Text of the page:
OBJECTIVE: We have previously demonstrated an increase in the glycine/valine ratio (G/V) in anmiotic fluid (AF) from fetuses with intrauterine growth restriction (IL'GR) consistent with a pattern of chronic starvation. We hypothesized an association of elevated AF G/V and neonatal morbidity in IUGR newborns. STUDY DESIGN: AF's were obtained from 122 third trimester pregnancies (range 31-39 weeks). Forty nine pregnancies were complicated by IUGR. Amino acid analysis was performed by high pressure liquid chromotography. G/V's were compared between normal and IUGR fetuses. Neonatal morbidity within the group of IUGR fetuses was characterized by evaluation of neonatal hypoglycemia, arterial cord blood gas analysis, and birth weight percentile (BW%). We also examined the correlation of AF G/V to the umbilical artery resistance index. The mean (s.d.) interval between AF sampling and delivery was 3.5 days (4.8). Analysis was performed by Student's t-test or simple correlation (p < 0.05 accepted for significance). RESULTS: IUGR fetuses have a significantly elevated AF G/V compared to control subjects (IUGR: 3.31 (1.06), C: 2.61 (0.77) p < 0.001). There was no dependence of G/V on gestational age for either group. An elevated G/V ratio was not associated with neonatal hypoglycemia (HYPO) within the IUGR group (HYPO: (n = 16) 3.19 (1.07), No HYPO (n = 30) 3.44 ( 1.09) p = NS). There were no significant correlations of G/V with arterial cord blood pH, p()2, or base deficit; (G/V v. pH: r = -0.10, G/V v. PO2: r = 0.04, G/V v. base deficit: r = 0.12, all p = NS). There was no significant correlation of G/V with BW% (r = -.24, p = 0.10) or umbilical artery Rl (r = -0.14). CONCLUSION: AF G/V ratios are elevated in IUGR fetuses compared to control fetuses. However, contrary to our hypothesis the level of G/V is not associated with neonatal morbidity as evidenced by hypoglycemia, arterial cord blood gas abnormalities or BW%.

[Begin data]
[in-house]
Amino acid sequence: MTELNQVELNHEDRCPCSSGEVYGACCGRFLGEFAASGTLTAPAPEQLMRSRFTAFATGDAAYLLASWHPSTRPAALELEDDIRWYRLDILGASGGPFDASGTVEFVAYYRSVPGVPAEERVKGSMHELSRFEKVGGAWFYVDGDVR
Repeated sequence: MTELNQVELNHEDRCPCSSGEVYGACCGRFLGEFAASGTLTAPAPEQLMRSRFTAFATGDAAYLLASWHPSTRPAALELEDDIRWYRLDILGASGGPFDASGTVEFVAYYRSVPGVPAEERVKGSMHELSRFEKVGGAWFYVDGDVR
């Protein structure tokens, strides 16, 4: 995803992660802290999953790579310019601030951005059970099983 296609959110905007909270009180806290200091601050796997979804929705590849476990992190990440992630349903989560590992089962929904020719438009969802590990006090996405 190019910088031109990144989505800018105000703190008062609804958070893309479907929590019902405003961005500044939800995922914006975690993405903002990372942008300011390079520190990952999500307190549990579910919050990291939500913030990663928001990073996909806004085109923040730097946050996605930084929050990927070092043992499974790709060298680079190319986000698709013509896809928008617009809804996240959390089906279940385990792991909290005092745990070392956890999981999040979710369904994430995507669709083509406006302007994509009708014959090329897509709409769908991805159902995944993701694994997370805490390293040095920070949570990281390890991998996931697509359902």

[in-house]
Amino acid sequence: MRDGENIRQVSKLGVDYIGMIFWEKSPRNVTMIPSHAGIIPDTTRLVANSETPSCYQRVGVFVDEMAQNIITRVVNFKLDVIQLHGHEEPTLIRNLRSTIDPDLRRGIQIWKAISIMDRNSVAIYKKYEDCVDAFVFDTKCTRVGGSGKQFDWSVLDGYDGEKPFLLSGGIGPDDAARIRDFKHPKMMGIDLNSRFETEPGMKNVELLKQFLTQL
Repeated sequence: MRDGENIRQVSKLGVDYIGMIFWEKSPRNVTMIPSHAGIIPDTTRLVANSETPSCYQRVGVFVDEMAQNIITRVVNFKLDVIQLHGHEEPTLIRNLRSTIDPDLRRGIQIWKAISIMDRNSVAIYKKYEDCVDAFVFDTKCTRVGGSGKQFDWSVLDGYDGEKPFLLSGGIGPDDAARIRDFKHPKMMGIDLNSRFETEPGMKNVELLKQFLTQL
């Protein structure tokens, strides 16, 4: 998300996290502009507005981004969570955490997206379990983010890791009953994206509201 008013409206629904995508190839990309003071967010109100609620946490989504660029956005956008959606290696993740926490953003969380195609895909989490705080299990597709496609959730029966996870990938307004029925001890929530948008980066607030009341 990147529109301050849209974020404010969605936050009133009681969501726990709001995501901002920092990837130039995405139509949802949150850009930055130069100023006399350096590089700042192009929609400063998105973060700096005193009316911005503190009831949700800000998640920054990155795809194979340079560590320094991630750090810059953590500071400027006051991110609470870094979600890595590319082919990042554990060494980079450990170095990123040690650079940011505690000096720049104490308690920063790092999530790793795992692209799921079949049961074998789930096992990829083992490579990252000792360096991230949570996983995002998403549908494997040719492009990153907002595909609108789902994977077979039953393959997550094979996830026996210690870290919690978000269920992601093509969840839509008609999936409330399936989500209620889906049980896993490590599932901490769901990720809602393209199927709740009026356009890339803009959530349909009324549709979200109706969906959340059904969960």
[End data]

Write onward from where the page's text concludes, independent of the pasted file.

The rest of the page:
|Original language||English (US)|
|Journal||Acta Diabetologica Latina|
|Issue number||1 PART II|
|State||Published - Dec 1 1997|
ASJC Scopus subject areas
- Internal Medicine
- Endocrinology, Diabetes and Metabolism